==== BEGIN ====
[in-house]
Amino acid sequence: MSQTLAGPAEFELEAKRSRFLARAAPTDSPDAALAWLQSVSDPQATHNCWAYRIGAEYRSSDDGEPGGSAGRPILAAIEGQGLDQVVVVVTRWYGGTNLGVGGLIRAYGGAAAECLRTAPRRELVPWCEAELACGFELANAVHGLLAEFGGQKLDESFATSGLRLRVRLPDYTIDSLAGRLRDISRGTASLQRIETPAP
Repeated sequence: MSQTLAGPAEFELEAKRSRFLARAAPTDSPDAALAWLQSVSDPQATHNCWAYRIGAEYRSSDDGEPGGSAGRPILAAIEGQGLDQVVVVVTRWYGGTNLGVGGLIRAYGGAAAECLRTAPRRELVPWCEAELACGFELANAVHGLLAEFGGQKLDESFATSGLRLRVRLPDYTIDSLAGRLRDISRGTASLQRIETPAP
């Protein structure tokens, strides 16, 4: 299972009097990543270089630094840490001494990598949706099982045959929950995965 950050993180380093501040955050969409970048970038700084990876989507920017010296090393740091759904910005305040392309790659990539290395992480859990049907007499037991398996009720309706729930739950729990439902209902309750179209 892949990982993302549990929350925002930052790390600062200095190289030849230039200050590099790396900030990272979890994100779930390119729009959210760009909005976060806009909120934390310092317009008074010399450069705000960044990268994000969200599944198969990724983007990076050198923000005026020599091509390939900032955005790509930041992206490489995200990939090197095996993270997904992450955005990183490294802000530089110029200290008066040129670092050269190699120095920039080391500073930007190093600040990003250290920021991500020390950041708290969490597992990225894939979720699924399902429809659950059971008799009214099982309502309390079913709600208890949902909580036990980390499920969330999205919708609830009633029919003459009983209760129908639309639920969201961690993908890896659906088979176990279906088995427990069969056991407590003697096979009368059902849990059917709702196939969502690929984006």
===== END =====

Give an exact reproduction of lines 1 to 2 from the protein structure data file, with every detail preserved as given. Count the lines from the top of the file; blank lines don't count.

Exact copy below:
[in-house]
Amino acid sequence: MSQTLAGPAEFELEAKRSRFLARAAPTDSPDAALAWLQSVSDPQATHNCWAYRIGAEYRSSDDGEPGGSAGRPILAAIEGQGLDQVVVVVTRWYGGTNLGVGGLIRAYGGAAAECLRTAPRRELVPWCEAELACGFELANAVHGLLAEFGGQKLDESFATSGLRLRVRLPDYTIDSLAGRLRDISRGTASLQRIETPAP